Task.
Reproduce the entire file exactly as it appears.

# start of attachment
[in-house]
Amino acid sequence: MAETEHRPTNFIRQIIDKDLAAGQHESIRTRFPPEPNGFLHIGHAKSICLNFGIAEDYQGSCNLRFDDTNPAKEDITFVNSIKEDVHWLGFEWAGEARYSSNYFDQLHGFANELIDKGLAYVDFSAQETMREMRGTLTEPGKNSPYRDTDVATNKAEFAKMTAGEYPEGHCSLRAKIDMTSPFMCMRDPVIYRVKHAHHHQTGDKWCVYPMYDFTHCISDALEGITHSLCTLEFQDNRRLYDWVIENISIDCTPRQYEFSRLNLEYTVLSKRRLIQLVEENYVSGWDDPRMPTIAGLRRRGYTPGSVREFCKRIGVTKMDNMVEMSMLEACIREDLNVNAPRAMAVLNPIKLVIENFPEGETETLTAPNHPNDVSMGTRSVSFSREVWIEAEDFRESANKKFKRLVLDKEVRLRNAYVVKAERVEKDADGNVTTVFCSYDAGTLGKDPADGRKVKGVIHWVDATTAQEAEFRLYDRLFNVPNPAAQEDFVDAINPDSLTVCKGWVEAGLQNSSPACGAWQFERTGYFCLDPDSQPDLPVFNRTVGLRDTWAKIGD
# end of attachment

[in-house]
Amino acid sequence: MAETEHRPTNFIRQIIDKDLAAGQHESIRTRFPPEPNGFLHIGHAKSICLNFGIAEDYQGSCNLRFDDTNPAKEDITFVNSIKEDVHWLGFEWAGEARYSSNYFDQLHGFANELIDKGLAYVDFSAQETMREMRGTLTEPGKNSPYRDTDVATNKAEFAKMTAGEYPEGHCSLRAKIDMTSPFMCMRDPVIYRVKHAHHHQTGDKWCVYPMYDFTHCISDALEGITHSLCTLEFQDNRRLYDWVIENISIDCTPRQYEFSRLNLEYTVLSKRRLIQLVEENYVSGWDDPRMPTIAGLRRRGYTPGSVREFCKRIGVTKMDNMVEMSMLEACIREDLNVNAPRAMAVLNPIKLVIENFPEGETETLTAPNHPNDVSMGTRSVSFSREVWIEAEDFRESANKKFKRLVLDKEVRLRNAYVVKAERVEKDADGNVTTVFCSYDAGTLGKDPADGRKVKGVIHWVDATTAQEAEFRLYDRLFNVPNPAAQEDFVDAINPDSLTVCKGWVEAGLQNSSPACGAWQFERTGYFCLDPDSQPDLPVFNRTVGLRDTWAKIGD